Ethical behavior, however, isn’t defined solely on the basis of whether something is in the Code of Federal Regulations. If we’re to understand reports correctly, Psaki is now landing a gig — assumedly well-remunerated — at MSNBC, part of the vast constellation of NBC properties. They were apparently bidding against CNN, again part of a wide constellation of media properties. Even those two taken alone constitute the vast majority of liberal reportage on cable news.

Given the optics here, didn’t this deserve an explanation a bit more thorough than “hey, just following the rules?”

Social media users actually came up with a good reason why it didn’t, however:

There you have it. MSNBC will now go from broadcasting the news from Jen Psaki’s mouth, virtually unchallenged to … Jen Psaki broadcasting the news, virtually unchallenged.

It’s status quo ante, really.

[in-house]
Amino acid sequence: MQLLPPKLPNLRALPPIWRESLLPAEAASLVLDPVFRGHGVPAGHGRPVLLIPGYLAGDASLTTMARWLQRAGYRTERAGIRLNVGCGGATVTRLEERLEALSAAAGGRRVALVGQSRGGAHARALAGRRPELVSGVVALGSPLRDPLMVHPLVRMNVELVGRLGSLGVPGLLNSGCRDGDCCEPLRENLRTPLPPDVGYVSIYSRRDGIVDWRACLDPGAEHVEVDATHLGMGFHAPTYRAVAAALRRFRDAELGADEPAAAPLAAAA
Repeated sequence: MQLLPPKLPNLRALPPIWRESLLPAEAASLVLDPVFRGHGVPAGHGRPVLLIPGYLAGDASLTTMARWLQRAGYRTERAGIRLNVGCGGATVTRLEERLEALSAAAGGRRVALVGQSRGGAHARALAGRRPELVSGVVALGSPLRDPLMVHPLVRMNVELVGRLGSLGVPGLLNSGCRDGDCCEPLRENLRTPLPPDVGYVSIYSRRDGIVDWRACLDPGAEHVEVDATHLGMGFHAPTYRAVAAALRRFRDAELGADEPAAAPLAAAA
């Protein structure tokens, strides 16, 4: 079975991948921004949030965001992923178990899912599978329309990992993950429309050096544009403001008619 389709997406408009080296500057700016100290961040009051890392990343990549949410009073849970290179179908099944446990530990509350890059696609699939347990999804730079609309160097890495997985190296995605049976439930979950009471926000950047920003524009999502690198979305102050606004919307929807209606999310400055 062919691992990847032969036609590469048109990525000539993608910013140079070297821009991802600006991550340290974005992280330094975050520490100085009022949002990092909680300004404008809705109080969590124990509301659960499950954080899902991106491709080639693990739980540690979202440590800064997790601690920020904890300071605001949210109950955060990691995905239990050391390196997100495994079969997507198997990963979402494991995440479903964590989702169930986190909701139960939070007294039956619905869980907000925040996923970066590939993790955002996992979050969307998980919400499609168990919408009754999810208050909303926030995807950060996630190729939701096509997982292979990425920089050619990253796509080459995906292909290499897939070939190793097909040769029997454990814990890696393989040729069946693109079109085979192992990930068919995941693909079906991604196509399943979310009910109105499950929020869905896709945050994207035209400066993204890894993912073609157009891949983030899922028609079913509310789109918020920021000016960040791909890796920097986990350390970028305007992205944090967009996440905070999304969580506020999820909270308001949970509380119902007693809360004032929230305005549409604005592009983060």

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C. Douglas Golden is a writer who splits his time between the United States and Southeast Asia. Specializing in political commentary and world affairs, he's written for Conservative Tribune and The Western Journal since 2014.
C. Douglas Golden is a writer who splits his time between the United States and Southeast Asia. Specializing in political commentary and world affairs, he's written for Conservative Tribune and The Western Journal since 2014. Aside from politics, he enjoys spending time with his wife, literature (especially British comic novels and modern Japanese lit), indie rock, coffee, Formula One and football (of both American and world varieties).
Morristown, New Jersey
Catholic University of America
Languages Spoken
English, Spanish
Topics of Expertise
American Politics, World Politics, Culture